In the latest issue of the journal Science Communication, David Sachsman, James Simon, and JoAnn Valenti report on their findings from a census survey of environmental reporters across the Pacific Northwest, New England, the South, and Rocky Mountain regions.
Here are some key findings from the study:
Pacific Northwest News Orgs Most Likely to Feature Environmental Beat
Audience demand seems to shape the decision to invest in the environmental beat. News organizations in the Pacific Northwest were more likely than their counterparts in other regions to have environmental reporters on staff, with 70% of newspapers and 21% of TV stations in the region featuring an environmental reporter. This compared to roughly half the newspapers in New England and the Mountain West, and 40% of newspapers in the South. Across these regions only a little more than 10% of the TV stations featured an environmental reporter.
Few Enviro Reporters Cover the Area Full-Time
Yet despite having a designated specialist in the area of the environment, many of these reporters, according to the study, juggled multiple duties. For example, only 29% of the journalists covering the environment beat in the Pacific Northwest carried the exclusive label of “environmental reporter/writer/correspondent.” Much more common across these regions was for the person assigned environmental stories to cover the beat only part-time, while carrying the full-time title of “general assignment reporter” or staff writer. Across reporters interviewed, the percentage of time spent covering environmental stories in the preceding twelve months ranged on average from 53.7% in the Pacific Northwest to a low of 39.7% in New England.
Enviro Reporters Exclusively White; Mostly Male; Political Independents; Regular Readers of the NYTimes; Earn Less than $60,000
Across regions, 90% or more of enviro reporters were white, and roughly 70% were male. In New England and the Pacific Northwest, when asked about political party affiliation, more than 60% self-identified as political independents, compared to 30% Democrat and 5% Republican in New England and 17% Democrat and 10% Republican in the Pacific Northwest. In the Mountain West, 49% of enviro reporters identified as independents, compared to 32% Democrat and 5.7% Republican. In the South, 47% identified as Independents, compared to 38% Democrat and 10% Republican.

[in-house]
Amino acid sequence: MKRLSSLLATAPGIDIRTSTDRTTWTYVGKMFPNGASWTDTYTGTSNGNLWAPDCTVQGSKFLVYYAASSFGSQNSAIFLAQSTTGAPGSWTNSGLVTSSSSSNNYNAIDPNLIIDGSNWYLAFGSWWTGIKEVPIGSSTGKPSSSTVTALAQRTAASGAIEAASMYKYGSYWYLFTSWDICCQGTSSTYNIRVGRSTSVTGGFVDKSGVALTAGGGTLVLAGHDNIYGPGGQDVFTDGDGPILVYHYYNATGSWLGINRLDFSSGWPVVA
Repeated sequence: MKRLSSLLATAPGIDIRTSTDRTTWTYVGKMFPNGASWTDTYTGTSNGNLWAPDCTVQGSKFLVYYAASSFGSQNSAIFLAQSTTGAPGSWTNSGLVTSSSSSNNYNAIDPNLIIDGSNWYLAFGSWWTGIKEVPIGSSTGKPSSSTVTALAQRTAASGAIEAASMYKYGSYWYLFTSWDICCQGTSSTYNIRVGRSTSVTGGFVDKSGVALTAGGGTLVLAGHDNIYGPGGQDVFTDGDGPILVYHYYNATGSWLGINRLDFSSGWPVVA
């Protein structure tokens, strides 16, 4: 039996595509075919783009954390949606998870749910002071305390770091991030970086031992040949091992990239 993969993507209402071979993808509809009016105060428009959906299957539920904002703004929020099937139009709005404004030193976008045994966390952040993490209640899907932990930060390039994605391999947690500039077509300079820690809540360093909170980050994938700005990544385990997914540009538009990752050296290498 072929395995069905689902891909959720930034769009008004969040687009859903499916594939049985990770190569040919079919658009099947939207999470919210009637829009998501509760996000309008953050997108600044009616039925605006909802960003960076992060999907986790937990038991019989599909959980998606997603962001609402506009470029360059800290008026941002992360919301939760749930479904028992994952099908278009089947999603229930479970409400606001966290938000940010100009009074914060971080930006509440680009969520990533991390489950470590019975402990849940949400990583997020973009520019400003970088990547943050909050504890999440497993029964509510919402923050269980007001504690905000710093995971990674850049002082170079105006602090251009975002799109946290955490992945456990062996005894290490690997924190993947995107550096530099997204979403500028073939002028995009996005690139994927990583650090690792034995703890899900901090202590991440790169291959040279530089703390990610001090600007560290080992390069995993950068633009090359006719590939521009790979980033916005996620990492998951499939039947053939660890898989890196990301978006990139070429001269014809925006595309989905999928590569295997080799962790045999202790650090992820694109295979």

To put party affiliation in context, a 2002 survey of U.S. journalists, found that across specialty, 37% identified as Democrats, 19% as Republicans, and 33.5% Independent. The US general electorate breaks down 32% Democrat, 32% Independent, and 31% Republican. The population of environmental reporters appears to skew much more moderate and non-partisan than the public at large.
In New England and the Pacific Northwest, only roughly 15% of reporters said they earned more than $60K a year, In the Mountain West and South, only 5% said they earned more than $60K.
When asked which newspaper other than their own they read regularly, approx. 65% of reporters in New England and the Pacific Northwest said the NYTimes, compared to 45% in the Mountain West and 42% in the South. Across these regions, in second place were the big regional papers including the Boston Globe, Denver Post, the Oregonian, and the Washington Post.
Environmental reporters on average were very experienced, with a median of 15 years in journalism. Thirty percent of enviro reporters in New England hold graduates degrees, 22% in the Mountain West, 16% in the Pacific Northwest, and 15% in the South.
Enviro Reporters Say They Rely Most Often on State Agencies and Local Groups as Sources; Least Often on Greenpeace, Federal Agencies, and Industry Organizations
In terms of source reliance, reporters were asked “Now I am going to read you a list of potential sources that you might use on environmental stories. Please tell me if you always use the source in your reporting, often use it, sometimes use it, rarely use it, or never use it. For example, [the Environmental Protection Agency], would you say that you always use the EPA as a source, often use it….etc.”
Across regions, environmental reporters said they were most likely to rely on state departments of environmental quality; local enviro groups; and local activist citizens as sources, and least likely to rely on industry organizations; Greenpeace, and federal agencies such as the EPA or FDA as sources.
Reporters List Time Constraints, Financial and Resource Constraints; and Size of News Hole as Greatest Barriers to Reporting on Environment
When asked” I’d like to find out whether certain people, problems, and institutions are a barrier in reporting on environmental stories. For example, would you say that [the size of the news hole] is always…often….a barrier in reporting on environmental stories…”
Across regions, roughly half of enviro reporters named time constraints as always or often a barrier. Between a quarter and 40% of reporters named financial, travel, or other resource constraints as a barrier; and between 15% and 25% of reporters named the size of the news hole. In the South, 28% of reporters named the “audience’s lack of technical knowledge on the environment” as a top barrier.